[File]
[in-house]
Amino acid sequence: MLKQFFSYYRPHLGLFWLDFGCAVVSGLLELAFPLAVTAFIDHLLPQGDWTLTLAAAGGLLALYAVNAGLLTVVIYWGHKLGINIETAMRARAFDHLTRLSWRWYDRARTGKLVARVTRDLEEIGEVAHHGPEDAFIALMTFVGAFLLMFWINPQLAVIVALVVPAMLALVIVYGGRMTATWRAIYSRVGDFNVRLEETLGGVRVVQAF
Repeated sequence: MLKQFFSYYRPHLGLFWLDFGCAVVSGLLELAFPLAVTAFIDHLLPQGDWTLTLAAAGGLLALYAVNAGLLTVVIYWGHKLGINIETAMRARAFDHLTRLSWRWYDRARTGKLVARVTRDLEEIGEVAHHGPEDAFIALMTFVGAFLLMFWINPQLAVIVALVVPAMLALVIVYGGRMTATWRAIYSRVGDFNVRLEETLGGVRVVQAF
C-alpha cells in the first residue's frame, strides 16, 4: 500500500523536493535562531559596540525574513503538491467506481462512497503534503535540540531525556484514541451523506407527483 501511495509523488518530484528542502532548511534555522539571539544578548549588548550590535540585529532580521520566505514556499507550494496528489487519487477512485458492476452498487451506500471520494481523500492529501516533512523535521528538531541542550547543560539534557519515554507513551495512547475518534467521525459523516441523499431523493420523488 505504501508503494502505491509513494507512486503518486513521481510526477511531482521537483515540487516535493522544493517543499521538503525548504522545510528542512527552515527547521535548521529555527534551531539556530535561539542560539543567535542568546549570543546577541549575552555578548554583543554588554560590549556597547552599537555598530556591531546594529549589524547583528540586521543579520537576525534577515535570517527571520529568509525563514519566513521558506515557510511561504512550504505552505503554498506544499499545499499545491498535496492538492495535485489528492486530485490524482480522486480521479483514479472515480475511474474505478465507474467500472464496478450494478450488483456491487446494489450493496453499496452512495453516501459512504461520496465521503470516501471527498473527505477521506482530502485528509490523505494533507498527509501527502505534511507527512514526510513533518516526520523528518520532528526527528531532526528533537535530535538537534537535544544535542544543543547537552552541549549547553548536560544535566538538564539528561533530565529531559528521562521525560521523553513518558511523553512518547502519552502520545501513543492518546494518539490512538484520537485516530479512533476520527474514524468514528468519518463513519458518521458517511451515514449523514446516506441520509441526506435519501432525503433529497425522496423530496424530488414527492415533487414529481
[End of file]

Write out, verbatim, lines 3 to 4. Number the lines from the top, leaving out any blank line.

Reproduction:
Repeated sequence: MLKQFFSYYRPHLGLFWLDFGCAVVSGLLELAFPLAVTAFIDHLLPQGDWTLTLAAAGGLLALYAVNAGLLTVVIYWGHKLGINIETAMRARAFDHLTRLSWRWYDRARTGKLVARVTRDLEEIGEVAHHGPEDAFIALMTFVGAFLLMFWINPQLAVIVALVVPAMLALVIVYGGRMTATWRAIYSRVGDFNVRLEETLGGVRVVQAF
C-alpha cells in the first residue's frame, strides 16, 4: 500500500523536493535562531559596540525574513503538491467506481462512497503534503535540540531525556484514541451523506407527483 501511495509523488518530484528542502532548511534555522539571539544578548549588548550590535540585529532580521520566505514556499507550494496528489487519487477512485458492476452498487451506500471520494481523500492529501516533512523535521528538531541542550547543560539534557519515554507513551495512547475518534467521525459523516441523499431523493420523488 505504501508503494502505491509513494507512486503518486513521481510526477511531482521537483515540487516535493522544493517543499521538503525548504522545510528542512527552515527547521535548521529555527534551531539556530535561539542560539543567535542568546549570543546577541549575552555578548554583543554588554560590549556597547552599537555598530556591531546594529549589524547583528540586521543579520537576525534577515535570517527571520529568509525563514519566513521558506515557510511561504512550504505552505503554498506544499499545499499545491498535496492538492495535485489528492486530485490524482480522486480521479483514479472515480475511474474505478465507474467500472464496478450494478450488483456491487446494489450493496453499496452512495453516501459512504461520496465521503470516501471527498473527505477521506482530502485528509490523505494533507498527509501527502505534511507527512514526510513533518516526520523528518520532528526527528531532526528533537535530535538537534537535544544535542544543543547537552552541549549547553548536560544535566538538564539528561533530565529531559528521562521525560521523553513518558511523553512518547502519552502520545501513543492518546494518539490512538484520537485516530479512533476520527474514524468514528468519518463513519458518521458517511451515514449523514446516506441520509441526506435519501432525503433529497425522496423530496424530488414527492415533487414529481